Records on Nearly 50,000 Components from 80 Utilities Inform Asset Planning and Budgeting
Twenty years ago, EPRI’s utility collaborators started reporting the premature failure of polymer insulators on high-voltage transmission lines where rubber had worn out from exposure to high electric fields or the seals had failed.
Polymer insulators are widely used in the utility industry because they are smaller, lighter, and less expensive than glass and ceramic insulators. Utilities needed to know how many were susceptible to failure and whether the problem could be narrowed down to a subset of units.
“It’s tough to convince utility executives that they need to spend $30 million to replace polymer insulators just because field workers at their own company are reporting that some of them are failing,” said Dr. Andrew Phillips, EPRI director of transmission and substations.
Using EPRI’s growing database on performance of transmission assets, utilities had information about 388 failures of polymer insulators on high-voltage transmission lines dating to the late 1970s. This helped them isolate the problem to one out-of-business vendor.
“Utilities have used this data to remove from service an entire inventory of polymer insulators of a specific family, make, and model and improve grid reliability,” Phillips said.
The performance database groups 11 transmission assets, such as insulators, transformers, circuit breakers, and conductors. It contains records from 80 utilities in the United States, Canada, the United Kingdom, Malaysia, Taiwan, and Australia, including 43,213 in-service assets, 4,746 failures, and 1,832 assets that have been retired or taken out of service. EPRI is incorporating analytics into the database. For instance, utilities have also used it to develop a year-by-year prediction of substation transformer and circuit breaker failures along with strategies for spare parts inventory and online monitoring. The North American Transmission Forum (NATF), an industry association that enables utilities to share information outside the regulatory arena, is a key collaborator in expanding the database.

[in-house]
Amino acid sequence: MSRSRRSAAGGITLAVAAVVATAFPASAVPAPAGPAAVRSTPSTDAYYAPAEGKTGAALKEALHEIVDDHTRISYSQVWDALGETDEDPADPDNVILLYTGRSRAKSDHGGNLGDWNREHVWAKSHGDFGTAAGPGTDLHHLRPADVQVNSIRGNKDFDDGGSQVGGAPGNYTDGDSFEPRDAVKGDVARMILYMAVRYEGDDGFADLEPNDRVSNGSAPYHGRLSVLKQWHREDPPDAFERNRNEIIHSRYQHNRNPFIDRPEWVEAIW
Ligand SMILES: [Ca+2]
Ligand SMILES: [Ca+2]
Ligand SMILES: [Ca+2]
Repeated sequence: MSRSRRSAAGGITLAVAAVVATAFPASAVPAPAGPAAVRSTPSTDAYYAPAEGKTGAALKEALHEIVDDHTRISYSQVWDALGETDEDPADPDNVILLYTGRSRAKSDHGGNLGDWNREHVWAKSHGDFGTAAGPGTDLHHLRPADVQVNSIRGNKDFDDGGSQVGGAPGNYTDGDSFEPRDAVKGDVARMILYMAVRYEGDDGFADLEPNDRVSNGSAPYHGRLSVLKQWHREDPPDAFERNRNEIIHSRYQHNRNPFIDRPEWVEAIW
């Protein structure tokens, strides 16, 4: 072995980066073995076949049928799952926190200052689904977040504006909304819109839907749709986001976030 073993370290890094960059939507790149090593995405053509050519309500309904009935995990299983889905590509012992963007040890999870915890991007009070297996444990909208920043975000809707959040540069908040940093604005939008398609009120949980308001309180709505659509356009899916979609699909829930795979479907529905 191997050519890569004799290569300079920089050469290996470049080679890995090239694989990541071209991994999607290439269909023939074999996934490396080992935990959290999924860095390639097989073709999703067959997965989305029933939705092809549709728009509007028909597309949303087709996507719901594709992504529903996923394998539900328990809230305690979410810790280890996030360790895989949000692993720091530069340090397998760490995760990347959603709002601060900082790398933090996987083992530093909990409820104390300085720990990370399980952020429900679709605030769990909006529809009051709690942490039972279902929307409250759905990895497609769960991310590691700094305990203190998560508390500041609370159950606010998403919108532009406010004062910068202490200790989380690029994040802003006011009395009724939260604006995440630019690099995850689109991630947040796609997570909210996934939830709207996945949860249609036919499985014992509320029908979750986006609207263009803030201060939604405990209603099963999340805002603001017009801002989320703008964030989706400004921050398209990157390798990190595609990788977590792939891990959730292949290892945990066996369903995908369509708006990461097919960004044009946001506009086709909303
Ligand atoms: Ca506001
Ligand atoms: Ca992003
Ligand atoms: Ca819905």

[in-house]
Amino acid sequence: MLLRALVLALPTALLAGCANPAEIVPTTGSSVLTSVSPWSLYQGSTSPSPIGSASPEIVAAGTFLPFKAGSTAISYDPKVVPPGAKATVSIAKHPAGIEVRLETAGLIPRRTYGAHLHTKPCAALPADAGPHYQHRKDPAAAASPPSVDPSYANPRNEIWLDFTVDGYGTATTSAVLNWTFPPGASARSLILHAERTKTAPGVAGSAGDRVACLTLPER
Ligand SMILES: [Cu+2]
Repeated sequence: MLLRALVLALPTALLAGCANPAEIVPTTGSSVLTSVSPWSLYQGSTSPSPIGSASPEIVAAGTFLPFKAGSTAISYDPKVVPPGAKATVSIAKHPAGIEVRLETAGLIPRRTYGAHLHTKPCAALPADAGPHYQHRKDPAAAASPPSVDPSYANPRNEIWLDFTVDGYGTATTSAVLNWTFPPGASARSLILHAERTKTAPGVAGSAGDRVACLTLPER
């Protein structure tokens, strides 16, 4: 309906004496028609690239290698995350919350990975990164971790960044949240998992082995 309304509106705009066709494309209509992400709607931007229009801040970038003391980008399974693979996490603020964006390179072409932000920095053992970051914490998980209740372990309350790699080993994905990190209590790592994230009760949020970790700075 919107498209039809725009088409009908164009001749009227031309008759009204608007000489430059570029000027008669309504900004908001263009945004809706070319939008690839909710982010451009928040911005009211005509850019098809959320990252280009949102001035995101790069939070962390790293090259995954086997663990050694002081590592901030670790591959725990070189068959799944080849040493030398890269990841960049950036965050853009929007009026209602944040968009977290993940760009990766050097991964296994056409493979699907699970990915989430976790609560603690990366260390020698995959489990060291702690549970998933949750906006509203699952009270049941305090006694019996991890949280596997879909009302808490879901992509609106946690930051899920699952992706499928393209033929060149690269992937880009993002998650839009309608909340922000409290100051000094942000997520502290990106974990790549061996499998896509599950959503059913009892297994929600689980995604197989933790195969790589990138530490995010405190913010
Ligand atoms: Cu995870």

Strength in Numbers
Thirty years ago, when transmission equipment failed, an asset manager would record and file descriptions of the equipment and causes of failure. Although such records may now be on the manager’s computer hard drive or a networked drive, analyzing such data remains time-intensive, making it difficult to plan and budget for equipment repair and replacement.
Even if a single utility has a well-structured database recording its own failure data, the data set’s small number of component failures and different component applications make it statistically invalid. By combining such data from across the power industry, EPRI’s database provides a data set statistically valid for making informed asset management decisions on when to replace, refurbish, monitor, and buy spares for specific assets. It also enables utilities to make inferences on performance by asset family, make, model, application, and age.
Staff at participating utilities log into EPRI’s system to enter failure data, including type of component, manufacturer, photos, and laboratory reports. EPRI experts review all inputs before posting to the database.
Utility experts can view data in charts, graphs, and other formats and analyze a catalog of their component failures alongside related failure data from the rest of the industry, providing a benchmark for performance. Users can sort and chart industry-wide failures by component type, cause, manufacturer, rated voltage, location, and other attributes, helping to identify high-risk units and informing decisions on R&D priorities. For example, one company concerned about its 69-kilovolt transformers determined that it would have to acquire 18 spares to account for aging equipment with a high probability of failure.
Data security is essential to the project’s success and growth. To preserve confidentiality, utilities can view their own data but only aggregated data from other utilities.
This year, EPRI is expanding the database to track performance for 14 new components in overhead power lines, substations, and underground transmission, and another 17 are expected to be added in 2017 (see table below).
|A Growing Database of Transmission Assets|
|Assets in Current Database||Assets to Be Added in 2016||Assets to Be Added in 2017|
|Overhead Line Components|
|Connectors||Glass, porcelain, guy strain insulators||Marker balls|
|Polymer insulators||Shield wire||Dampers|
|Structures||All-dielectric self-supporting and optical ground wire fiber-optic cable|
|Bushings||Coupling capacitor voltage transformers||Reactors|
|Circuit breakers||Current transformers and voltage transformers||Post insulators|
|Disconnect switches||Ground grid|
|Electromechanical relays||Digital relays|
|Extruded joints||Pipe-type cable systems (including joints, terminations, cable, accessories, and cathodic protection)||Self-contained, fluid-filled systems (including joints, terminations, cable, and accessories)|
Key EPRI Technical Experts:
Andrew Phillips, Bhavin Desai
For more information, contact email@example.com.
- Transmission and Substations Asset Management Analytics Action Plan (available to EPRI members)